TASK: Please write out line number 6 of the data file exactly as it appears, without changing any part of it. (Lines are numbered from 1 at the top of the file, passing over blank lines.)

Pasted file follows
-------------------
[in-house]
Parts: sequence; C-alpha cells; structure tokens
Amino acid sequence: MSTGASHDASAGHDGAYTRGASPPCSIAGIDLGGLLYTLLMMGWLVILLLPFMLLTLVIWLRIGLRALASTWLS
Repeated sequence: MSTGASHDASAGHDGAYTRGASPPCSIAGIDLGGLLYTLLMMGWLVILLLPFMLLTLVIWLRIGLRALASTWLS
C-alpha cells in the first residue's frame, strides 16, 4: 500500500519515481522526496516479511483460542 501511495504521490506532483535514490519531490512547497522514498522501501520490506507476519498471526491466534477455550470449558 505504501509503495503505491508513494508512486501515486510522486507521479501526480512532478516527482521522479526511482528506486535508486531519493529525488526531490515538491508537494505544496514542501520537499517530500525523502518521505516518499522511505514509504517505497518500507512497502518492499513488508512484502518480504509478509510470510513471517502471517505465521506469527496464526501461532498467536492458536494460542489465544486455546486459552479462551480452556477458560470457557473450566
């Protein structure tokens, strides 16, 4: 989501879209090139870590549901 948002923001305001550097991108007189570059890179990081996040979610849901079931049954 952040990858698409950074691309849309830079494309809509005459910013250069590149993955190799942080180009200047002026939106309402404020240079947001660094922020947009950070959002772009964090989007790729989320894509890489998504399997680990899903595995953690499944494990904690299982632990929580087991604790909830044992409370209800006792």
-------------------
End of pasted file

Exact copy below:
């Protein structure tokens, strides 16, 4: 989501879209090139870590549901 948002923001305001550097991108007189570059890179990081996040979610849901079931049954 952040990858698409950074691309849309830079494309809509005459910013250069590149993955190799942080180009200047002026939106309402404020240079947001660094922020947009950070959002772009964090989007790729989320894509890489998504399997680990899903595995953690499944494990904690299982632990929580087991604790909830044992409370209800006792």